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 Table of Contents    
BOMBAY PSYCHIATRIC SOCIETY SILVER JUBILEE AWARD  
Year : 2018  |  Volume : 60  |  Issue : 5  |  Page : 14
Bombay Psychiatric Society Silver Jubilee Award



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Date of Web Publication1-Feb-2018
 

How to cite this article:
. Bombay Psychiatric Society Silver Jubilee Award. Indian J Psychiatry 2018;60, Suppl S4:14

How to cite this URL:
. Bombay Psychiatric Society Silver Jubilee Award. Indian J Psychiatry [serial online] 2018 [cited 2021 May 18];60, Suppl S4:14. Available from: https://www.indianjpsychiatry.org/text.asp?2018/60/5/14/224504




Challenges in taking sexual history- A qualitative study of Indian postgraduate psychiatry trainees

Context: The psychiatrist in India are often one of the primary points of help seeking for various sexual complaints and problems. Literature shows many Psychiatrists often do not take detailed sexual histories from their patients unless there is a primary sexual complaint.

Aims: To study the difficulties experienced by postgraduate psychiatry trainees while taking sexual history as part of routine mental health evaluation in India.

Settings: In an Indian medical college general hospital psychiatry setting.

Methods and Materials: A qualitative study using focus group discussions and in-depth interviews with postgraduate psychiatry residents.

Statistical analysis: Content analysis was used to identify direct and latent themes

Results: Thematic saturation was achieved with seventeen subjects. Major themes of difficulties that emerged included trainee related factors like gender and socio-cultural background of trainee, patient related factors like age, gender and sexual orientation, setting related factors and language related difficulties.

Conclusions: Specific and regular training in taking a sexual history is essential in addressing the difficulties faced by postgraduate psychiatry trainees in India.

Keywords: post-graduate, psychiatry, medical education, medical graduates, sexual history.

Understanding OCD; Experience from A Tertiary Care Center

Narveer Yadav, Vishal Sinha, Zeeshan Anwar, Ramashankar Maddeshiya, Rohit Singhal

Department of Psychiatry, SN Medical College Agra, India.

Background: OCD is a chronic and potentially disabling psychiatric disorder with prevalence of 3.3%. Discrepancy in different demographics regarding mean age of onset, average duration of illness, socio-demographic pattern, co-morbidities and treatment response has been seen. So here, we make an effort in understanding epidemiology of OCD in North India.

Method: All patients enrolled with working diagnosis of OCD (ICD-10) in special clinic criteria selected, data required gathered and evaluated using appropriate statistical tests.

Result: Prevalence found higher in married females belongs to urban area. Mean age of patients, onset of disease,1st diagnosis and untreated illness was 30.50 ± 11.61 years, 26.80 ± 10.65 years, 29.79 ±10.85 years, 29.13 ± 5.2 months. (48.07%) directly came to our OPD. (40.38%) were maintain on monotherapy, (55.76%) on two and (3.84%) on three drugs. (5.76%) aided with low dose antipsychotics. (63.46%) of cases shows significant improvement with a mean duration for onset of improvement of 4±0.5 months.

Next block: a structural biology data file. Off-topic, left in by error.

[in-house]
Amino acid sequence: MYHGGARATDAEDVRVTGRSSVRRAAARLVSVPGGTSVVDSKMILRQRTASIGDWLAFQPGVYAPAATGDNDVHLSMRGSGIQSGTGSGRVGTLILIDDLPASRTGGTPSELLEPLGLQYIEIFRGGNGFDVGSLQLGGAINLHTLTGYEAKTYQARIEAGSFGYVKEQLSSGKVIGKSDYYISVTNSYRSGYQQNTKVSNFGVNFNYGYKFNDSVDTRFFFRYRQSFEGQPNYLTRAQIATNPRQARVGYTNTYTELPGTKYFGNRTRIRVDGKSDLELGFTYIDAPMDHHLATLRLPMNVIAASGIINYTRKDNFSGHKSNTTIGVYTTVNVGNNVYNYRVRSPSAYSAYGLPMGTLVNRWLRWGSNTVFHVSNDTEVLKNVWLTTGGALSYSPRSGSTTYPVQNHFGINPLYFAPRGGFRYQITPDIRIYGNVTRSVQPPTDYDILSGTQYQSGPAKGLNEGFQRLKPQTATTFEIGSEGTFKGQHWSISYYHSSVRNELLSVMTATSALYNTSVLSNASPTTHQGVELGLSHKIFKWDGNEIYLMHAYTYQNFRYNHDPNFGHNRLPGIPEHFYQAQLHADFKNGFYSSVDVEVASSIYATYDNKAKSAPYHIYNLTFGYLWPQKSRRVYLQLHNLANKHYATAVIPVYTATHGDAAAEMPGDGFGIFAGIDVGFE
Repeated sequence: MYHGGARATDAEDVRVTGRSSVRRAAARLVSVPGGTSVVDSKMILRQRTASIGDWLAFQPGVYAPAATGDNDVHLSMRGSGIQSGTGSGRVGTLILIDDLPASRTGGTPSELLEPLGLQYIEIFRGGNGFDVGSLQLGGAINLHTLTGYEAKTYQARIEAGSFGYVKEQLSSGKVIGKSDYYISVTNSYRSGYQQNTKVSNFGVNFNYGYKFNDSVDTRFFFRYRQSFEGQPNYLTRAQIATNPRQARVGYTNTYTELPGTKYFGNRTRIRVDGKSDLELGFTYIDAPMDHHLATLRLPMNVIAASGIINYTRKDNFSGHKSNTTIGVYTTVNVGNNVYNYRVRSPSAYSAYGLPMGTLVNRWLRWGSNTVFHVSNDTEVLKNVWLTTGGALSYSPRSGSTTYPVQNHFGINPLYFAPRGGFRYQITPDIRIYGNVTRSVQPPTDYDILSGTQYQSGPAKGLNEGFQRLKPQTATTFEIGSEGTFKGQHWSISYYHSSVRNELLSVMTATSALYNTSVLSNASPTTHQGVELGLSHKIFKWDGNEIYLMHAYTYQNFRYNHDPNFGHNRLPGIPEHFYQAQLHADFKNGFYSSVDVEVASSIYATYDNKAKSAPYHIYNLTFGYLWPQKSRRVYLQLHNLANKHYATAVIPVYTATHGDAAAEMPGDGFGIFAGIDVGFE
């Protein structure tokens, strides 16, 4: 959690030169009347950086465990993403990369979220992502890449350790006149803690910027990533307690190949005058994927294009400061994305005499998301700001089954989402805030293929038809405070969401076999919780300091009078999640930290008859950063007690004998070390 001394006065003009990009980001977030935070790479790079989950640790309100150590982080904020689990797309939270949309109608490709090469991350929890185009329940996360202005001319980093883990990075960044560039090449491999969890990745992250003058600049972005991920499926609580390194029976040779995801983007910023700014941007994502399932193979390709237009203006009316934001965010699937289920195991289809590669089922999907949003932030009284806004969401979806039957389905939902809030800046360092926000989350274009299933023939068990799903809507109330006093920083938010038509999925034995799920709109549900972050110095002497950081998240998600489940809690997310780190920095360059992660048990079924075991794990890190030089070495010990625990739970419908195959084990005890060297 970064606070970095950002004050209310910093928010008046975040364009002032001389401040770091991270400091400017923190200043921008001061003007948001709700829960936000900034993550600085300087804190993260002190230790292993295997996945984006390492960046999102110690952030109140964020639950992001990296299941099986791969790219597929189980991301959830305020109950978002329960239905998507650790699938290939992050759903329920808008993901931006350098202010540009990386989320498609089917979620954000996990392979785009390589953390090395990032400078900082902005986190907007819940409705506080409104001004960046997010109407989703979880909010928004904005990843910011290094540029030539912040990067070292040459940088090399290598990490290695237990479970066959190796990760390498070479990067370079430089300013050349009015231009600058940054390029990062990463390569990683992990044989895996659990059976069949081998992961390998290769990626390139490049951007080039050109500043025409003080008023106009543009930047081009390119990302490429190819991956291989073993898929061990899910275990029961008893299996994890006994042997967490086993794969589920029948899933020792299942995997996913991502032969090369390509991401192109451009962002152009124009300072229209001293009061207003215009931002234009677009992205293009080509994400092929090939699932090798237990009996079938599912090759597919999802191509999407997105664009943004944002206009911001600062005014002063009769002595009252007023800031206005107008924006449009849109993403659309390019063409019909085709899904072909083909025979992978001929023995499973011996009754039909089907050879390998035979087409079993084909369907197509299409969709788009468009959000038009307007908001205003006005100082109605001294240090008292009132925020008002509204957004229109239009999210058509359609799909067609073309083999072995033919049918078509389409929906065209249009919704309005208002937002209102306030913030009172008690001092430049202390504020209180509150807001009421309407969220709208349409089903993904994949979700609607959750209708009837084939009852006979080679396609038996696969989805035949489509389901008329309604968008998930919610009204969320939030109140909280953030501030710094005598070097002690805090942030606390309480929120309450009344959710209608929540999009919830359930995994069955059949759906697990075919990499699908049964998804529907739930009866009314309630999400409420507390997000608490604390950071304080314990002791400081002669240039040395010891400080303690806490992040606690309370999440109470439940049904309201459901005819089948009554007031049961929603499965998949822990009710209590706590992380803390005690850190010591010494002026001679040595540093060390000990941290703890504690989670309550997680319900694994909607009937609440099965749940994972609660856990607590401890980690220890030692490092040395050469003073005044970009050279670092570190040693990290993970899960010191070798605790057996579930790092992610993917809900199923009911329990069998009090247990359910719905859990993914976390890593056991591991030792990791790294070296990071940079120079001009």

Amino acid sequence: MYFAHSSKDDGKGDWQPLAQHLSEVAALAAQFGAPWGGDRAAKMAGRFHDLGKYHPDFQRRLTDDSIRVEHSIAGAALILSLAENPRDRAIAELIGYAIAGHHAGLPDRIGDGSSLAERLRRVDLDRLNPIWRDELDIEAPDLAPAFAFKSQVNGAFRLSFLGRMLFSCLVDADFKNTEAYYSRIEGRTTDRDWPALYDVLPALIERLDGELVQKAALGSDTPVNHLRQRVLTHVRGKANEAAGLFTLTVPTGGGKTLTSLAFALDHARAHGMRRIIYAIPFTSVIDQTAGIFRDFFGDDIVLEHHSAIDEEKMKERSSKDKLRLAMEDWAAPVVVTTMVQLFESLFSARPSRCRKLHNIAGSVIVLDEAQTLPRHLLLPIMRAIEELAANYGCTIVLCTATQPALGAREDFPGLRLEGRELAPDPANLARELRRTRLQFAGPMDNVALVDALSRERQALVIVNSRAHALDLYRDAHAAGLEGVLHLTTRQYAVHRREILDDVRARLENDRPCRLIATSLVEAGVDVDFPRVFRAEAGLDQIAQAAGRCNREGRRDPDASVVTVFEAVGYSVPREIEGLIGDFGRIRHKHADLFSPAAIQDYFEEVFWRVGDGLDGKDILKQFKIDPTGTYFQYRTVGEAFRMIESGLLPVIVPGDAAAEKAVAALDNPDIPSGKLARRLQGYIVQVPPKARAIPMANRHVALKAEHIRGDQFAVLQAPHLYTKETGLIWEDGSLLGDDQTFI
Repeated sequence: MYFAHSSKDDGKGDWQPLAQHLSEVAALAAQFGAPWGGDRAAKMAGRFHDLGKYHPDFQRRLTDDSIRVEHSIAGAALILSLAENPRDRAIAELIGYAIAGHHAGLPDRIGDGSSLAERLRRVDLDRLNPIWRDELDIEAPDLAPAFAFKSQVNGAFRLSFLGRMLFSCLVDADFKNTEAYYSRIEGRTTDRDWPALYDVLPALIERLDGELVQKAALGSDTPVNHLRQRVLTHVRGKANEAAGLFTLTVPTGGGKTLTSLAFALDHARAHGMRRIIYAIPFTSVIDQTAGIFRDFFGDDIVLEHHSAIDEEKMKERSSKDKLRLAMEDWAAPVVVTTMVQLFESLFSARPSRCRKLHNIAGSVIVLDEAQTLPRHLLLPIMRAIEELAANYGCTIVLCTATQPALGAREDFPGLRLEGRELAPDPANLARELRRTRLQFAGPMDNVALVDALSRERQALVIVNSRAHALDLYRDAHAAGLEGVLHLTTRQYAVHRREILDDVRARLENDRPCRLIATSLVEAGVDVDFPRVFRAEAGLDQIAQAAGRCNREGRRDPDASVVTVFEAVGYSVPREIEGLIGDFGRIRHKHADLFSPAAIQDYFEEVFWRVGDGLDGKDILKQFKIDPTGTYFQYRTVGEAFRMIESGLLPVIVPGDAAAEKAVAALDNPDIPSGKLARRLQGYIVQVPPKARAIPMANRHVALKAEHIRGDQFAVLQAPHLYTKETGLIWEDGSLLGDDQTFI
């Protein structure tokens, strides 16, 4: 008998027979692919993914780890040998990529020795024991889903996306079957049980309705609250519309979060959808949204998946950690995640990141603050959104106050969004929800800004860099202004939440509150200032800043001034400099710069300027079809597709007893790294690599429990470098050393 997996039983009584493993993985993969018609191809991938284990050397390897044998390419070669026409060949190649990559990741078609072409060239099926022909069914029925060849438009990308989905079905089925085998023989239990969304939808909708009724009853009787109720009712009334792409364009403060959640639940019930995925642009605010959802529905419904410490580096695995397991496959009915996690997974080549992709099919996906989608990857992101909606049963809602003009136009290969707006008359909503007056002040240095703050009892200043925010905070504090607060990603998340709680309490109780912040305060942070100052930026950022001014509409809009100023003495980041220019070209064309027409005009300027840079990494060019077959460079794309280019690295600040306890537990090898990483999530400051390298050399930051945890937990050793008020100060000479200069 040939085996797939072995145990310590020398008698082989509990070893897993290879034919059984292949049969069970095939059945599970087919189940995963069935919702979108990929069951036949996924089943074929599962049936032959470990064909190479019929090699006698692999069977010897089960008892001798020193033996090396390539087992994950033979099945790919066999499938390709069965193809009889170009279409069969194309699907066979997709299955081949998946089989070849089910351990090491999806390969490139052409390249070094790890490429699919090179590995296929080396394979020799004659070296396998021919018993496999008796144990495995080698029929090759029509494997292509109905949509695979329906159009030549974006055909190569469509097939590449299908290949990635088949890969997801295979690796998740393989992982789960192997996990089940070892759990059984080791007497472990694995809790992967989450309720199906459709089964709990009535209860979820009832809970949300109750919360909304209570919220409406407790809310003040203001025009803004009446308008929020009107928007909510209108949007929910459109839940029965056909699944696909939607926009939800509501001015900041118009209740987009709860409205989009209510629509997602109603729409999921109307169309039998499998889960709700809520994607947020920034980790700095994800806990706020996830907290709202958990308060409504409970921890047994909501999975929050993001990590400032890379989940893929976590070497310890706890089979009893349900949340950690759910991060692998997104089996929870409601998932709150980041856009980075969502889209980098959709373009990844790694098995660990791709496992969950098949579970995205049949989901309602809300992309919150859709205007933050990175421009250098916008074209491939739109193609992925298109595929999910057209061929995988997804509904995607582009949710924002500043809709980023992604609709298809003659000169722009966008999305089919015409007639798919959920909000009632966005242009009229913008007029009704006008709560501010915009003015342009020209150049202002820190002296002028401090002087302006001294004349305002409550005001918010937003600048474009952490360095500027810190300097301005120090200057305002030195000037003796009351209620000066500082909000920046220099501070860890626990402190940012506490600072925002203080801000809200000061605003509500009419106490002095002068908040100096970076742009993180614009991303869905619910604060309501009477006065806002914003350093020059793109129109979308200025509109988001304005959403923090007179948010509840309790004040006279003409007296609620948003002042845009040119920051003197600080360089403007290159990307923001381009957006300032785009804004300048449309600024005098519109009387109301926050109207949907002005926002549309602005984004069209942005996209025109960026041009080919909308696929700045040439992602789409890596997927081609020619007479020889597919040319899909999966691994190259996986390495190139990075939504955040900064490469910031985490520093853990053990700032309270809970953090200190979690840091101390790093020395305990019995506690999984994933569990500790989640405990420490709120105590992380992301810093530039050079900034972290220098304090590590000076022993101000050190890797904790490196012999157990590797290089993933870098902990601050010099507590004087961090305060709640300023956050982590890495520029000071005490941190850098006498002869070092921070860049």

Key words: OCD, YBOCS

Efficacy of adjunctive low frequency 0.3 rTMS over vertex in localization related epilepsy in children and adolescents: A randomized double blinded sham controlled study

Dr. Nirmalya Mukherjee

Objectives: Low-frequency (<1Hz) rTMS decreases the excitability of the cortical areas. Mixed results noted in reducing seizure using <1Hz rTMS in adults. We evaluate the efficacy of adjunctive vertex 0.3 Hz rTMS in focal epilepsy in children and adolescents.

Methods: 30 patients, of either sex, aged eight to eighteen years, with ≥4 paroxysms of localization related seizures in last month on continuous anti-epileptics were included and divided randomly in to active or sham group. Active group received two daily sessions (30 seconds apart) of 300 stimuli/train of rTMS (100% MT) at 0.3 Hz, over vertex for 5 days. Sham group received stimulation with same protocol except the coil being placed vertical to scalp. Seizure frequency were compared pre- vs. up to 3 months post-stimulation. EEG was recorded baseline and after last rTMS session.

Result: No significant difference noted between two groups in seizure frequency change over time. No significant change in interictal epileptiform discharges between pre and post stimulation found.

Conclusion: Adjunctive 0.3 Hz rTMS over vertex has no significant effect in epilepsy treatment in children and adolescent but medication interaction effect can’t be ignored. In future, localised stimulation on the affected lobe can be tried with more homogeneous sample.

Keywords: Capitalise first letter of each word



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